This K&L Gates memo highlights a DC federal court’s decision to reject claims that a joint defense privilege protected certain sensitive emails exchanged by the buyer and seller in connection with a proposed merger. The court found that the emails – which were sought by the Antitrust Division of the DOJ – did not satisfy the standards for the joint defense privilege.
The court found that documents expressing disagreements between the two companies about how the merged entities would operate were not privileged because they were not related to the parties’ common interest or made in furtherance of that interest. The memo points out that the case demonstrates the need for the parties to joint defense agreements to appreciate their limits. Here’s an excerpt:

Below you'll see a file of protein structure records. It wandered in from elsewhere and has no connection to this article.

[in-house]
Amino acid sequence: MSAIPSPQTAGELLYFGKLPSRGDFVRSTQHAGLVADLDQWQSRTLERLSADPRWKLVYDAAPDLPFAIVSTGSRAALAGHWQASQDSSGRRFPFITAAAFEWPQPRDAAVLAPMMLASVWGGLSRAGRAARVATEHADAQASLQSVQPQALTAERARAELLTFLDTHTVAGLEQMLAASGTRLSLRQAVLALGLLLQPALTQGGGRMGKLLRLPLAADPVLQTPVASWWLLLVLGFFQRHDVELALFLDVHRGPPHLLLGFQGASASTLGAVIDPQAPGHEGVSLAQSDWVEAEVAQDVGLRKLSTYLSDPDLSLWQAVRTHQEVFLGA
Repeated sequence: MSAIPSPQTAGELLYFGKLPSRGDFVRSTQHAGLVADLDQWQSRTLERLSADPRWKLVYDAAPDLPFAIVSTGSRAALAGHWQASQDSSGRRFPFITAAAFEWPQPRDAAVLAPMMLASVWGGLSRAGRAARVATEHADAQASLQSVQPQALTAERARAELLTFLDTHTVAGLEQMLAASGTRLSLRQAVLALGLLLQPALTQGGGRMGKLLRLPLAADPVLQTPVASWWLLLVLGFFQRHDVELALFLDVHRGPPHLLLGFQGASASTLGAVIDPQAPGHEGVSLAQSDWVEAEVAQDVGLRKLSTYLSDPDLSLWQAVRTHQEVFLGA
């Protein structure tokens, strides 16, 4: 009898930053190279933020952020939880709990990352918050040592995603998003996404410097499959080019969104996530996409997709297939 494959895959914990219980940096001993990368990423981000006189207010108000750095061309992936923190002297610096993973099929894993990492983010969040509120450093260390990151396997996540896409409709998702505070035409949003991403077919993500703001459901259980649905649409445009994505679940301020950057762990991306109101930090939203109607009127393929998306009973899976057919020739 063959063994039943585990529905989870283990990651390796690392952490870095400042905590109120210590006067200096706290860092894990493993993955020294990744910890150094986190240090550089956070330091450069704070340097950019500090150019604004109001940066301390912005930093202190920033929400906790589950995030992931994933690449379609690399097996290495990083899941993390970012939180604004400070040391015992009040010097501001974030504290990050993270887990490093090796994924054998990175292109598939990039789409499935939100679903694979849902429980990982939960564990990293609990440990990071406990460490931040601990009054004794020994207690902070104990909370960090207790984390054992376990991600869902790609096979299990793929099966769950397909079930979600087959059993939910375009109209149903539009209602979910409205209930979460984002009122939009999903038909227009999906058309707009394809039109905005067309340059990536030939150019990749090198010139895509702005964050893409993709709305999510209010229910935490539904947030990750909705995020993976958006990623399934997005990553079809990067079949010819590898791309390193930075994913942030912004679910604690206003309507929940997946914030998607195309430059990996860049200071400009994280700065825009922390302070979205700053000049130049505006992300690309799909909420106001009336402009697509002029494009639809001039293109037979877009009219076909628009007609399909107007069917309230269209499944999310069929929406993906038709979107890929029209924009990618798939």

The privilege not to disclose shared information between parties to a joint defense agreement is limited to communications: (1) on subjects about which the parties have a common interest; (2) relating to an actual or potential litigation; (3) related to the parties’ common interest; and (4) made in furtherance of that common interest. Shared communications that don’t meet these criteria are potentially subject to disclosure despite the existence of a joint defense agreement.
Be sure to check out our “Privilege Issues in M&A” webcast on January 19th for more on this important topic.
– John Jenkins